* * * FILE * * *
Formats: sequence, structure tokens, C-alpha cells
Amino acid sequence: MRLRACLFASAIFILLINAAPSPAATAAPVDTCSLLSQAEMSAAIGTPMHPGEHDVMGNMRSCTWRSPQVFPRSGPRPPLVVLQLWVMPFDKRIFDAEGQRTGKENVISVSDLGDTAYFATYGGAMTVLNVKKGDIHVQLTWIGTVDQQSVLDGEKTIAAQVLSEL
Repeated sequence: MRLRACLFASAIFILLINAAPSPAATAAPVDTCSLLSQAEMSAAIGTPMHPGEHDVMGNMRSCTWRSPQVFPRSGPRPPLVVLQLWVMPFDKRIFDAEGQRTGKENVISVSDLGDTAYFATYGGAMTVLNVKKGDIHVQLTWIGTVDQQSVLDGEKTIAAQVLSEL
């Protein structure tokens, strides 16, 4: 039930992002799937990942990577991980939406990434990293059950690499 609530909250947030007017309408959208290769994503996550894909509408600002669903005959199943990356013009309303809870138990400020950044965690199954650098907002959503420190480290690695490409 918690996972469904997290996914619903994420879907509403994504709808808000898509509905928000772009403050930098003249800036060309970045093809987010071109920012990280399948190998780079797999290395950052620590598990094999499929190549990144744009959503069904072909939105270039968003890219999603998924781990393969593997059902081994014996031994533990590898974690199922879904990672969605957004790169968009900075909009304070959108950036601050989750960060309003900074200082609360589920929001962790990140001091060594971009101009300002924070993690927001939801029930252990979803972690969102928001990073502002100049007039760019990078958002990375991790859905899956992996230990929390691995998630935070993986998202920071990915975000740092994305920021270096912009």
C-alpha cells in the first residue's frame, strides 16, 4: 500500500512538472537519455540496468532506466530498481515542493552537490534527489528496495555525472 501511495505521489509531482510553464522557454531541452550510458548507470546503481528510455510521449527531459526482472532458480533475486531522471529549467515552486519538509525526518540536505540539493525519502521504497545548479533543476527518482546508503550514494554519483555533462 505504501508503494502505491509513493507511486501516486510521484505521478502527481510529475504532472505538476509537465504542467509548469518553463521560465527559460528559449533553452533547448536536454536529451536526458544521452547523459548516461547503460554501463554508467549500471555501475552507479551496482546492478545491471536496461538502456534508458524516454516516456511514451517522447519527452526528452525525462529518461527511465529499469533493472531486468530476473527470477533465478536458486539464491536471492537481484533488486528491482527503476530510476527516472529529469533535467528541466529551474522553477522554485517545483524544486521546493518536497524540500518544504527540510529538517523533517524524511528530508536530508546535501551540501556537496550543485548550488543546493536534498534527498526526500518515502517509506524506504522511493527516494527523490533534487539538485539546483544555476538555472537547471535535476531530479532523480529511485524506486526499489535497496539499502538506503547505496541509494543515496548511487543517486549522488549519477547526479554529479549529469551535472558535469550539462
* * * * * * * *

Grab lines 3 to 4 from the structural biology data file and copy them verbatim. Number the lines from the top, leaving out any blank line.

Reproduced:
Repeated sequence: MRLRACLFASAIFILLINAAPSPAATAAPVDTCSLLSQAEMSAAIGTPMHPGEHDVMGNMRSCTWRSPQVFPRSGPRPPLVVLQLWVMPFDKRIFDAEGQRTGKENVISVSDLGDTAYFATYGGAMTVLNVKKGDIHVQLTWIGTVDQQSVLDGEKTIAAQVLSEL
């Protein structure tokens, strides 16, 4: 039930992002799937990942990577991980939406990434990293059950690499 609530909250947030007017309408959208290769994503996550894909509408600002669903005959199943990356013009309303809870138990400020950044965690199954650098907002959503420190480290690695490409 918690996972469904997290996914619903994420879907509403994504709808808000898509509905928000772009403050930098003249800036060309970045093809987010071109920012990280399948190998780079797999290395950052620590598990094999499929190549990144744009959503069904072909939105270039968003890219999603998924781990393969593997059902081994014996031994533990590898974690199922879904990672969605957004790169968009900075909009304070959108950036601050989750960060309003900074200082609360589920929001962790990140001091060594971009101009300002924070993690927001939801029930252990979803972690969102928001990073502002100049007039760019990078958002990375991790859905899956992996230990929390691995998630935070993986998202920071990915975000740092994305920021270096912009």